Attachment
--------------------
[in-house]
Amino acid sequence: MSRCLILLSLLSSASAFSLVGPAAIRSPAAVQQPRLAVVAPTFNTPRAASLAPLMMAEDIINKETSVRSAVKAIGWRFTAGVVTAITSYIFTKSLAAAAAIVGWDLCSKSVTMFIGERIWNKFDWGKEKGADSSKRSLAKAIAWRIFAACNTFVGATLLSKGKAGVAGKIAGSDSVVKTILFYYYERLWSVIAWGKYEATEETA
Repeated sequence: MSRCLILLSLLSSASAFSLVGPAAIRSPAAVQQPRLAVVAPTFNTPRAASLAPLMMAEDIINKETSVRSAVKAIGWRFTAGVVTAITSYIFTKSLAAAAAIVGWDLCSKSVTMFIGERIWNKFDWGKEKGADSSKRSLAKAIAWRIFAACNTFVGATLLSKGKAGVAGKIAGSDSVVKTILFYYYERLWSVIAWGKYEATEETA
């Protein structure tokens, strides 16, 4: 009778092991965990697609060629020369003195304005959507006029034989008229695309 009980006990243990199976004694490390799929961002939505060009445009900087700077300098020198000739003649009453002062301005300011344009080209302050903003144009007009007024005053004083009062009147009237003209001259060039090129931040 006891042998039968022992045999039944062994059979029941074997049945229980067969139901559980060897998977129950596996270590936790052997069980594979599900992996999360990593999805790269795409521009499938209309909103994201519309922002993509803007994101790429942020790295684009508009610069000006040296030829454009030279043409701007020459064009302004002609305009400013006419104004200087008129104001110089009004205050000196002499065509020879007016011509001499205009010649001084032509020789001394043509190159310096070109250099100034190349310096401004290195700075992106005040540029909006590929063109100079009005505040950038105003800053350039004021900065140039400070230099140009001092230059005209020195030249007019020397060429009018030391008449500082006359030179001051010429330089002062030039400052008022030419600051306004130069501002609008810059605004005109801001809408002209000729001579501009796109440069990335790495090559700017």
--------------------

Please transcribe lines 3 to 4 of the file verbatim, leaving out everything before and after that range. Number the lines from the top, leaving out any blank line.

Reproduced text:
Repeated sequence: MSRCLILLSLLSSASAFSLVGPAAIRSPAAVQQPRLAVVAPTFNTPRAASLAPLMMAEDIINKETSVRSAVKAIGWRFTAGVVTAITSYIFTKSLAAAAAIVGWDLCSKSVTMFIGERIWNKFDWGKEKGADSSKRSLAKAIAWRIFAACNTFVGATLLSKGKAGVAGKIAGSDSVVKTILFYYYERLWSVIAWGKYEATEETA
């Protein structure tokens, strides 16, 4: 009778092991965990697609060629020369003195304005959507006029034989008229695309 009980006990243990199976004694490390799929961002939505060009445009900087700077300098020198000739003649009453002062301005300011344009080209302050903003144009007009007024005053004083009062009147009237003209001259060039090129931040 006891042998039968022992045999039944062994059979029941074997049945229980067969139901559980060897998977129950596996270590936790052997069980594979599900992996999360990593999805790269795409521009499938209309909103994201519309922002993509803007994101790429942020790295684009508009610069000006040296030829454009030279043409701007020459064009302004002609305009400013006419104004200087008129104001110089009004205050000196002499065509020879007016011509001499205009010649001084032509020789001394043509190159310096070109250099100034190349310096401004290195700075992106005040540029909006590929063109100079009005505040950038105003800053350039004021900065140039400070230099140009001092230059005209020195030249007019020397060429009018030391008449500082006359030179001051010429330089002062030039400052008022030419600051306004130069501002609008810059605004005109801001809408002209000729001579501009796109440069990335790495090559700017």